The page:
Defendants Glancey and the City Committee knew, however, that the districts so proposed would split the vote of the Hispanic community among several districts and would leave little opportunity for the election of an Hispanic representative. Nevertheless, the objective of so distributing the Hispanic vote was not to cause the adoption of a final reapportionment plan in which the Hispanic vote was diffused. On the contrary, defendants hoped that the filing of a preliminary plan splintering the Hispanic vote would provoke a strong reaction from that community. The resulting outcry, it was hoped, would cause the Commission to adjust district boundaries in order to form a district with a larger Hispanic population. In a kind of domino effect, the adjustment of boundaries to form a district of greater Hispanic concentration would require corresponding adjustments in neighboring districts. It was hoped that among the districts redrawn would be those in an area of the city where the Democratic Party was doing battle with the Republican Party, and that the adjustments in those districts would result in districts drawn more favorably for the Democratic Party. N.T. 61-63; Exhibit P4 at 19-20.
The suggestions of the City Committee and defendant Glancey that embodied this strategy were never submitted directly to the Commission or any of its individual members, either formally or informally. N.T. 48, 56. Instead, defendant Glancey transmitted them verbally to defendant O'Donnell, who had been asked by Commission member James J. Manderino "to communicate ... the views of folks in Philadelphia and also information, technical and otherwise, about what the impact of the reapportionment plan would be." N.T. 46, 58 & 75. Prior to the filing of the preliminary plan, however, defendants Glancey and O'Donnell never discussed the specific question whether an Hispanic district ought to be created. N.T. 90. Moreover, neither defendant Glancey nor defendant City Committee was shown to have played any other part in the development of the Commission's preliminary reapportionment plan. See N.T. 43, 48-49, 66-67.
On August 20, 1981, the Commission filed its preliminary reapportionment plan. Exhibit P5. While many aspects of the preliminary plan provoked comment, the only aspect of importance here is that none of the proposed districts for the state House of Representatives had a population that was more than 15% Hispanic. Furthermore, while some of the City Committee's informally transmitted suggestions were incorporated in the preliminary plan, others were not. N.T. 46.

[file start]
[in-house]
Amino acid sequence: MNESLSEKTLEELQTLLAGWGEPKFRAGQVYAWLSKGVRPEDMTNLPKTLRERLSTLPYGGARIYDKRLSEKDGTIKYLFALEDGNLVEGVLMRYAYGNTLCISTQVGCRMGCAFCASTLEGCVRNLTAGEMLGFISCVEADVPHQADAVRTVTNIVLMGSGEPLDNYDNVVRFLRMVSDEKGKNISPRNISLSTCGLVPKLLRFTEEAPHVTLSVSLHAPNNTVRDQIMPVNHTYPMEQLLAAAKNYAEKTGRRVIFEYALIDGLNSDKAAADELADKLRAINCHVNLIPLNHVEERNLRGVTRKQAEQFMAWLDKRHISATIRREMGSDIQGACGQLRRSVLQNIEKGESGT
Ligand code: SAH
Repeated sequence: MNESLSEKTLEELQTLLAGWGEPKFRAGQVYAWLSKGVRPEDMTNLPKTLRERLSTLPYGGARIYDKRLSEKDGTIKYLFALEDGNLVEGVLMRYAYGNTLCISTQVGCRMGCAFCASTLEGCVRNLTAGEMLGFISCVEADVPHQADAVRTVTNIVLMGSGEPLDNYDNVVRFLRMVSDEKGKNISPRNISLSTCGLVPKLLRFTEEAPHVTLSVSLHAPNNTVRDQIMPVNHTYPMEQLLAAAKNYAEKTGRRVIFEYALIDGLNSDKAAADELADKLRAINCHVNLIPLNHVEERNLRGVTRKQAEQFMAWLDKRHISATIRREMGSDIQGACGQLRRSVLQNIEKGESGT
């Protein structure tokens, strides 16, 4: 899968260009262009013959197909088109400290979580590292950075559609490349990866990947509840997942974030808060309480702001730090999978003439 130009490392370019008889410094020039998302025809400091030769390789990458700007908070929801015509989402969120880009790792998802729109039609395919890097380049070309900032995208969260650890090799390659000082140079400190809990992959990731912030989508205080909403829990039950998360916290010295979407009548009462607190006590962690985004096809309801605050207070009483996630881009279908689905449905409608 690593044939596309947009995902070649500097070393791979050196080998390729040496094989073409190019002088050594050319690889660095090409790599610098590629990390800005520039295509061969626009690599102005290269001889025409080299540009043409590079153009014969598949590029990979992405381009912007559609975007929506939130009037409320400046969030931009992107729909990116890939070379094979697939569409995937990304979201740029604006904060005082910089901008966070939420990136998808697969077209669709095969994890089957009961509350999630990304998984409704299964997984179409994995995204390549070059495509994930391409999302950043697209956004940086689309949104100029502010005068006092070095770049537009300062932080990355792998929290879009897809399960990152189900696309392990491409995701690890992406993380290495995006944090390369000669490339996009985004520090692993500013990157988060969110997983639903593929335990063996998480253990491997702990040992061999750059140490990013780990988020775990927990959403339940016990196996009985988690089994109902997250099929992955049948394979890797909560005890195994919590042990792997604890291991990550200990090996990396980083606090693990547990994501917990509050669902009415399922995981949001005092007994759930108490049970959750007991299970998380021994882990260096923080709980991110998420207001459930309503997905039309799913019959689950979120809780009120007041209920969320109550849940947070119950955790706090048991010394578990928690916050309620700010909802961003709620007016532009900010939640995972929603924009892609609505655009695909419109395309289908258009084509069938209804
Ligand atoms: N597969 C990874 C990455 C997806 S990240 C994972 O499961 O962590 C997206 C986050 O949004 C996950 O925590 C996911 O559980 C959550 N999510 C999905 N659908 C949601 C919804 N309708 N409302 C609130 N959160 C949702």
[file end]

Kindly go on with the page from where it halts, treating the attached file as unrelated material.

Over the next thirty days, the commission received approximately 300 exceptions to the preliminary plan. On September 24, 1981, the Commission held one of twelve public hearings it conducted on the reapportionment plan, and sixty-four interested citizens testified in support of their exceptions. Among those who filed exceptions and presented supporting testimony at the September 24, 1981 hearing were Angel Ortiz, counsel for plaintiffs in this case, and Wilfredo Rojas. See Chronology, Exhibit A. Mr. Ortiz and Mr. Rojas testified that the preliminary reapportionment plan failed to include a district in the House of Representatives that would permit Hispanics an opportunity to elect a representative, even though the increased number and concentration of Hispanics in north central Philadelphia would make such a district possible. Id. Also offered at that hearing was the testimony of James Mahoney, a coordinator of the Philadelphia Council of the AFL-CIO, who spoke in support of an alternative reapportionment plan for the City of Philadelphia that was prepared by the AFL-CIO. See Exhibits P1, P3. Included in that plan was a proposed district for the House of Representatives, the 180th legislative district, in which Hispanics would constitute about 54% of the population. N.T. at 29-30.
Eventually, on October 13, 1981, the Commission filed a final reapportionment plan that contained many changes apparently made in response to the various exceptions filed. See Exhibit P6. Among the boundaries readjusted were those of district 180. As a result, the district as defined in the Commission's revised plan would have a population that was about 40% Hispanic. N.T. at 9; Complaint P 31.
This final reapportionment plan was challenged in twenty-nine petitions for review filed with the Supreme Court of Pennsylvania within the time allowed. One of these petitions for review was filed by several persons of Hispanic origin, including Wilfredo P. Rojas and Angel Ortiz, and two Hispanic organizations. See Chronology, Exhibit B. In that petition for review, appellants asserted that the final reapportionment plan unconstitutionally diluted the Hispanic vote in the vicinity of the proposed 180th legislative district. Appellants also filed a brief in support of their petition in which they requested an evidentiary hearing to permit appellants to present further evidence of racial discrimination. Chronology, Exhibit D.
Appellants' request for an evidentiary hearing was not granted, and oral argument on twenty-five of the petitions for review was held before that court on December 7, 1981. On December 29, 1981, the Supreme Court filed an opinion approving the plan and declaring it to have the ...